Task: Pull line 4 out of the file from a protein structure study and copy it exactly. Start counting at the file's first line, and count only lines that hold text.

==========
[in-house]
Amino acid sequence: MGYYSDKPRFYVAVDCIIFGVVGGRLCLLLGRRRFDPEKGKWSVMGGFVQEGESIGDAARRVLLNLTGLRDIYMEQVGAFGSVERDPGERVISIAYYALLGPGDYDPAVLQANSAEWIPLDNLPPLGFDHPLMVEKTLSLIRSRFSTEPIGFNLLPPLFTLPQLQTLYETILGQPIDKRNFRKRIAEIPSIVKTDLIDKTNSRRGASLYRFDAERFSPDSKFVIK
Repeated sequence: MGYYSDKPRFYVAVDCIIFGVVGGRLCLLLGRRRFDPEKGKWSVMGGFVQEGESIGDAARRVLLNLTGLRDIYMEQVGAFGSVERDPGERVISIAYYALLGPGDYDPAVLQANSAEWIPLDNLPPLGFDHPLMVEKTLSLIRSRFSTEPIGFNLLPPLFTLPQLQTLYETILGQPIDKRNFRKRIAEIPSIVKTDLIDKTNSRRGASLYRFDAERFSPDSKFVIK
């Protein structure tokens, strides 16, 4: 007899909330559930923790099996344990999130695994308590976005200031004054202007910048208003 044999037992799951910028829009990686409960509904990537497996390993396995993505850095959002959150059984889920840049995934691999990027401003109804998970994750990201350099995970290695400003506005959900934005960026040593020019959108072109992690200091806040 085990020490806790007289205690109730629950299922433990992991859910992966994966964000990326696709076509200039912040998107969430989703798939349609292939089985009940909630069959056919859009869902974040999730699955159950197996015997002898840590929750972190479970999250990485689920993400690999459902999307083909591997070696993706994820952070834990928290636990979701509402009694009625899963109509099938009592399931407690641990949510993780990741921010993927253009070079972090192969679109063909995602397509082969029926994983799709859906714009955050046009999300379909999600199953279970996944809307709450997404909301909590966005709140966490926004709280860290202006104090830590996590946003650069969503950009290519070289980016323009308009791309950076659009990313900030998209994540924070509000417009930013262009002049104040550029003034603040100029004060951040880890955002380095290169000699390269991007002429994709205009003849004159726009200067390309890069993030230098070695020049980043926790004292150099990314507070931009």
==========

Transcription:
């Protein structure tokens, strides 16, 4: 007899909330559930923790099996344990999130695994308590976005200031004054202007910048208003 044999037992799951910028829009990686409960509904990537497996390993396995993505850095959002959150059984889920840049995934691999990027401003109804998970994750990201350099995970290695400003506005959900934005960026040593020019959108072109992690200091806040 085990020490806790007289205690109730629950299922433990992991859910992966994966964000990326696709076509200039912040998107969430989703798939349609292939089985009940909630069959056919859009869902974040999730699955159950197996015997002898840590929750972190479970999250990485689920993400690999459902999307083909591997070696993706994820952070834990928290636990979701509402009694009625899963109509099938009592399931407690641990949510993780990741921010993927253009070079972090192969679109063909995602397509082969029926994983799709859906714009955050046009999300379909999600199953279970996944809307709450997404909301909590966005709140966490926004709280860290202006104090830590996590946003650069969503950009290519070289980016323009308009791309950076659009990313900030998209994540924070509000417009930013262009002049104040550029003034603040100029004060951040880890955002380095290169000699390269991007002429994709205009003849004159726009200067390309890069993030230098070695020049980043926790004292150099990314507070931009």